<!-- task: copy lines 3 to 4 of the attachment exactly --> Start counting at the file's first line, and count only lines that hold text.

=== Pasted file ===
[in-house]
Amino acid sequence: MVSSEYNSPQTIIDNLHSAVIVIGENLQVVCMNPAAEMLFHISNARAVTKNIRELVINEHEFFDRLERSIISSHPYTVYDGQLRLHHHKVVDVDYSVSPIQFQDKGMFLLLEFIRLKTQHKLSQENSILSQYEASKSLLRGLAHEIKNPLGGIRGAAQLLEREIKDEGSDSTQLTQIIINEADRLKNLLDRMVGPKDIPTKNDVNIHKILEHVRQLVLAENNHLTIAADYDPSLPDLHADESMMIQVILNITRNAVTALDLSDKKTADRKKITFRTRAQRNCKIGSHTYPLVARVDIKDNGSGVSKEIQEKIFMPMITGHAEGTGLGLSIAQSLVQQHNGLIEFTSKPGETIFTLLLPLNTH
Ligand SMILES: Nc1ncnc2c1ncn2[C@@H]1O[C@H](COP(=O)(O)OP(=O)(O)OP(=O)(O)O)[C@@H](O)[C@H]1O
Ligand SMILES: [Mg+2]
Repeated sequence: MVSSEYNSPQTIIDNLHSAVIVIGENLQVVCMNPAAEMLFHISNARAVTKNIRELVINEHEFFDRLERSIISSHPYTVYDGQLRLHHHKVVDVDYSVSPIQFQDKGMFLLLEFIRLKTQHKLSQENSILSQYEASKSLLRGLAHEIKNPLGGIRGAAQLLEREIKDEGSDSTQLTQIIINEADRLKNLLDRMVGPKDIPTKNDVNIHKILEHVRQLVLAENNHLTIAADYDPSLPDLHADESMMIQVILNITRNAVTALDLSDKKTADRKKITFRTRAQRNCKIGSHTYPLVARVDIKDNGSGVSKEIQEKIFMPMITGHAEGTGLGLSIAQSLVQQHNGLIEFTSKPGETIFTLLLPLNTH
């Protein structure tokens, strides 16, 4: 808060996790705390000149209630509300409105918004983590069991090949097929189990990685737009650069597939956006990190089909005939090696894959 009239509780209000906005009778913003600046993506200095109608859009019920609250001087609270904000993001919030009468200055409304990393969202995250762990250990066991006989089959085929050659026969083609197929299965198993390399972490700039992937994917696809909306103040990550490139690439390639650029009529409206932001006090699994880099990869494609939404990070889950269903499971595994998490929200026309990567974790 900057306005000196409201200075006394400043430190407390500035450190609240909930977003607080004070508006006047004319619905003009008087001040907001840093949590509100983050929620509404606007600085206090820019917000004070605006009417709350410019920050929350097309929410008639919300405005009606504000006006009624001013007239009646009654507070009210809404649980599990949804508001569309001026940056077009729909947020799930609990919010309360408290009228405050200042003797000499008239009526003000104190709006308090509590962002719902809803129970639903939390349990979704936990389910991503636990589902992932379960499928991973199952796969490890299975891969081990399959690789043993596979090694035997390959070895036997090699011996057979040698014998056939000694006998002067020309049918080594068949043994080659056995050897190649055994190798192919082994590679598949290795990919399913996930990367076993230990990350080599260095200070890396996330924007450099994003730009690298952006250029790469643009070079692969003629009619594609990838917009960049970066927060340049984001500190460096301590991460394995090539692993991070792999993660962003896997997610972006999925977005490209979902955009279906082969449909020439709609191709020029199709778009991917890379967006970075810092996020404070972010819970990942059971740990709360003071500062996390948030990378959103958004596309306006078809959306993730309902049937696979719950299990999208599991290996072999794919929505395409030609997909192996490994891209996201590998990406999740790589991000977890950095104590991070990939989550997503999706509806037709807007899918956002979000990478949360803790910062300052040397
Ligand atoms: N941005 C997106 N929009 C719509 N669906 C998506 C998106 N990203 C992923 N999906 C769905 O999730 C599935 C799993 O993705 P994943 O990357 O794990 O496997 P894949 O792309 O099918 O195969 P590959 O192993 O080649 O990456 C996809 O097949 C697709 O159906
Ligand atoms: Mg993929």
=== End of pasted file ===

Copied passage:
Ligand SMILES: Nc1ncnc2c1ncn2[C@@H]1O[C@H](COP(=O)(O)OP(=O)(O)OP(=O)(O)O)[C@@H](O)[C@H]1O
Ligand SMILES: [Mg+2]